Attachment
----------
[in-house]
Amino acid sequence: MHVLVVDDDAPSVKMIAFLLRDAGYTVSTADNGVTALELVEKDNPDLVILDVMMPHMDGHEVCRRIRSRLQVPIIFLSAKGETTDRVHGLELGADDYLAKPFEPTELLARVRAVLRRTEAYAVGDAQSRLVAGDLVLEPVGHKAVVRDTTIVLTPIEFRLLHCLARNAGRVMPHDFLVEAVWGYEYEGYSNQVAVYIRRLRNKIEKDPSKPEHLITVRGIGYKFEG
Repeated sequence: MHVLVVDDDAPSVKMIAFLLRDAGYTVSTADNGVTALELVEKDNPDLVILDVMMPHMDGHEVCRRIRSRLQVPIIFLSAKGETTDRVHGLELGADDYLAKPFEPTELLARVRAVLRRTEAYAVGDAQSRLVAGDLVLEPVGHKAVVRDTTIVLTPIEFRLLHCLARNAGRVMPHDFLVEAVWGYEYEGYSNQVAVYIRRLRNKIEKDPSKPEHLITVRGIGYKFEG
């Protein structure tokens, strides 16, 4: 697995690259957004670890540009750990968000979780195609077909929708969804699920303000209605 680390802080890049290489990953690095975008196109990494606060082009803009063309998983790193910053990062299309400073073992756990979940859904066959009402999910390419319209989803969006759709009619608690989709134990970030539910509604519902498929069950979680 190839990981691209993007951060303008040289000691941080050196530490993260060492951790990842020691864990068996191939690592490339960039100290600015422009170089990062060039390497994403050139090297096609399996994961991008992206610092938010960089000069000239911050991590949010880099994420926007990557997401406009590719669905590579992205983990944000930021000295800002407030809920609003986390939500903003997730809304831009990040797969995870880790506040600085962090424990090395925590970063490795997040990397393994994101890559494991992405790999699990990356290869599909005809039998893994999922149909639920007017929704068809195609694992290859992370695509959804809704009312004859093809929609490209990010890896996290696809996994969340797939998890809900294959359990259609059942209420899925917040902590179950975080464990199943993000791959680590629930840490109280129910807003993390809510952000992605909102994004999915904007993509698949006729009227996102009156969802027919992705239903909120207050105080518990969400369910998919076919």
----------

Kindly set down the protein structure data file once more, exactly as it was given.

[in-house]
Amino acid sequence: MHVLVVDDDAPSVKMIAFLLRDAGYTVSTADNGVTALELVEKDNPDLVILDVMMPHMDGHEVCRRIRSRLQVPIIFLSAKGETTDRVHGLELGADDYLAKPFEPTELLARVRAVLRRTEAYAVGDAQSRLVAGDLVLEPVGHKAVVRDTTIVLTPIEFRLLHCLARNAGRVMPHDFLVEAVWGYEYEGYSNQVAVYIRRLRNKIEKDPSKPEHLITVRGIGYKFEG
Repeated sequence: MHVLVVDDDAPSVKMIAFLLRDAGYTVSTADNGVTALELVEKDNPDLVILDVMMPHMDGHEVCRRIRSRLQVPIIFLSAKGETTDRVHGLELGADDYLAKPFEPTELLARVRAVLRRTEAYAVGDAQSRLVAGDLVLEPVGHKAVVRDTTIVLTPIEFRLLHCLARNAGRVMPHDFLVEAVWGYEYEGYSNQVAVYIRRLRNKIEKDPSKPEHLITVRGIGYKFEG
């Protein structure tokens, strides 16, 4: 697995690259957004670890540009750990968000979780195609077909929708969804699920303000209605 680390802080890049290489990953690095975008196109990494606060082009803009063309998983790193910053990062299309400073073992756990979940859904066959009402999910390419319209989803969006759709009619608690989709134990970030539910509604519902498929069950979680 190839990981691209993007951060303008040289000691941080050196530490993260060492951790990842020691864990068996191939690592490339960039100290600015422009170089990062060039390497994403050139090297096609399996994961991008992206610092938010960089000069000239911050991590949010880099994420926007990557997401406009590719669905590579992205983990944000930021000295800002407030809920609003986390939500903003997730809304831009990040797969995870880790506040600085962090424990090395925590970063490795997040990397393994994101890559494991992405790999699990990356290869599909005809039998893994999922149909639920007017929704068809195609694992290859992370695509959804809704009312004859093809929609490209990010890896996290696809996994969340797939998890809900294959359990259609059942209420899925917040902590179950975080464990199943993000791959680590629930840490109280129910807003993390809510952000992605909102994004999915904007993509698949006729009227996102009156969802027919992705239903909120207050105080518990969400369910998919076919």